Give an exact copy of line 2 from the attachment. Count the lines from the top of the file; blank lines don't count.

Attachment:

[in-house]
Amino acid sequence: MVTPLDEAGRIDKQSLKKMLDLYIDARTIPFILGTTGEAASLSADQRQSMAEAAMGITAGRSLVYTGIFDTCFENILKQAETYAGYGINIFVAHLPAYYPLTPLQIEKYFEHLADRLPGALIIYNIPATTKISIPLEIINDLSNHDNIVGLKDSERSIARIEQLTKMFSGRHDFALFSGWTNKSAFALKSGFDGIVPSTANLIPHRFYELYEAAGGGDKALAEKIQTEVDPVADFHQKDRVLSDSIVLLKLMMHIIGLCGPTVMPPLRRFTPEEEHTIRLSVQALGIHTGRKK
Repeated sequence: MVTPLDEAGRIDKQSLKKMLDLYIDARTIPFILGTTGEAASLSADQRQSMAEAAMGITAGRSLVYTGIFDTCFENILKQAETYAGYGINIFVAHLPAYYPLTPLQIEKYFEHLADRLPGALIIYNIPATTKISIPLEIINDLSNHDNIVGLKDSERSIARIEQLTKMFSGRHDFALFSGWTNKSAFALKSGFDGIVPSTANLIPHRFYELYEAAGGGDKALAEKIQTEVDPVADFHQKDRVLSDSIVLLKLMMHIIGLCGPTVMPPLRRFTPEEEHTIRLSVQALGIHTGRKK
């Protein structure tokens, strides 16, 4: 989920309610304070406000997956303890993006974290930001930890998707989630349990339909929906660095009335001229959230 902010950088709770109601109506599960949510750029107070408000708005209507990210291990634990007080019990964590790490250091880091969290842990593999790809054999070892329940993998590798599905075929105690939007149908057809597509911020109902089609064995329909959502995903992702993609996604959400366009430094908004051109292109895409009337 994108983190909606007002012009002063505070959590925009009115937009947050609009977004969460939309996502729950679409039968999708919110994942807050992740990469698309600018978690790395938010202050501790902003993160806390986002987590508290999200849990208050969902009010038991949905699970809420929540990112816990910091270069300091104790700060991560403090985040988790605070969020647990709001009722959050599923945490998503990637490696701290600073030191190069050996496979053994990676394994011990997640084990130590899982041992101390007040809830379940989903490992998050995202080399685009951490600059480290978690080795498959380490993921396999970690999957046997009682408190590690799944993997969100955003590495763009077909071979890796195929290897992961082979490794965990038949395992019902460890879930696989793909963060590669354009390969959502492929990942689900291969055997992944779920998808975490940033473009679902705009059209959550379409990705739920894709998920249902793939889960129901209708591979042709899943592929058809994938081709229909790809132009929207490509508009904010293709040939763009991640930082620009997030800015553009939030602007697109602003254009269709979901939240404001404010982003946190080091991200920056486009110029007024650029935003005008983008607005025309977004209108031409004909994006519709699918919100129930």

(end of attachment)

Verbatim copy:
Amino acid sequence: MVTPLDEAGRIDKQSLKKMLDLYIDARTIPFILGTTGEAASLSADQRQSMAEAAMGITAGRSLVYTGIFDTCFENILKQAETYAGYGINIFVAHLPAYYPLTPLQIEKYFEHLADRLPGALIIYNIPATTKISIPLEIINDLSNHDNIVGLKDSERSIARIEQLTKMFSGRHDFALFSGWTNKSAFALKSGFDGIVPSTANLIPHRFYELYEAAGGGDKALAEKIQTEVDPVADFHQKDRVLSDSIVLLKLMMHIIGLCGPTVMPPLRRFTPEEEHTIRLSVQALGIHTGRKK